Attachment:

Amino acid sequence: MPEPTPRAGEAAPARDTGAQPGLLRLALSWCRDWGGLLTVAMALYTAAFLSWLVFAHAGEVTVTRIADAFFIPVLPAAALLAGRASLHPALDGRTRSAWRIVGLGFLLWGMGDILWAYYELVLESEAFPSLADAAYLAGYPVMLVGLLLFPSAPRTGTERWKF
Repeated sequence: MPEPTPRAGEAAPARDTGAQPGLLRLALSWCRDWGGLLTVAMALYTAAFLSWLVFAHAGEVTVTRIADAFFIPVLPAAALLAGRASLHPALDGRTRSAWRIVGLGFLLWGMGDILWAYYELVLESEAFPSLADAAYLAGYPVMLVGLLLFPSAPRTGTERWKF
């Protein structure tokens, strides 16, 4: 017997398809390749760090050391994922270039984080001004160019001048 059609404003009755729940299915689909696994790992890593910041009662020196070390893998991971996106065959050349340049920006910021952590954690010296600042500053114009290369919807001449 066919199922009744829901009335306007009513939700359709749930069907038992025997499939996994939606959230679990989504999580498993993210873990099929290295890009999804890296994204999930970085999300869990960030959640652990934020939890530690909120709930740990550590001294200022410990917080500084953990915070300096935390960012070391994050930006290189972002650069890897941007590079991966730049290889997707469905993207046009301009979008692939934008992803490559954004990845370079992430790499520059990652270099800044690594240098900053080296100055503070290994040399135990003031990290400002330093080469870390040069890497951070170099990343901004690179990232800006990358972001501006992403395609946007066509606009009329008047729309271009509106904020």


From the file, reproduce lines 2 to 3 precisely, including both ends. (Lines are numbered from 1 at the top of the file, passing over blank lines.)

Repeated sequence: MPEPTPRAGEAAPARDTGAQPGLLRLALSWCRDWGGLLTVAMALYTAAFLSWLVFAHAGEVTVTRIADAFFIPVLPAAALLAGRASLHPALDGRTRSAWRIVGLGFLLWGMGDILWAYYELVLESEAFPSLADAAYLAGYPVMLVGLLLFPSAPRTGTERWKF
């Protein structure tokens, strides 16, 4: 017997398809390749760090050391994922270039984080001004160019001048 059609404003009755729940299915689909696994790992890593910041009662020196070390893998991971996106065959050349340049920006910021952590954690010296600042500053114009290369919807001449 066919199922009744829901009335306007009513939700359709749930069907038992025997499939996994939606959230679990989504999580498993993210873990099929290295890009999804890296994204999930970085999300869990960030959640652990934020939890530690909120709930740990550590001294200022410990917080500084953990915070300096935390960012070391994050930006290189972002650069890897941007590079991966730049290889997707469905993207046009301009979008692939934008992803490559954004990845370079992430790499520059990652270099800044690594240098900053080296100055503070290994040399135990003031990290400002330093080469870390040069890497951070170099990343901004690179990232800006990358972001501006992403395609946007066509606009009329008047729309271009509106904020």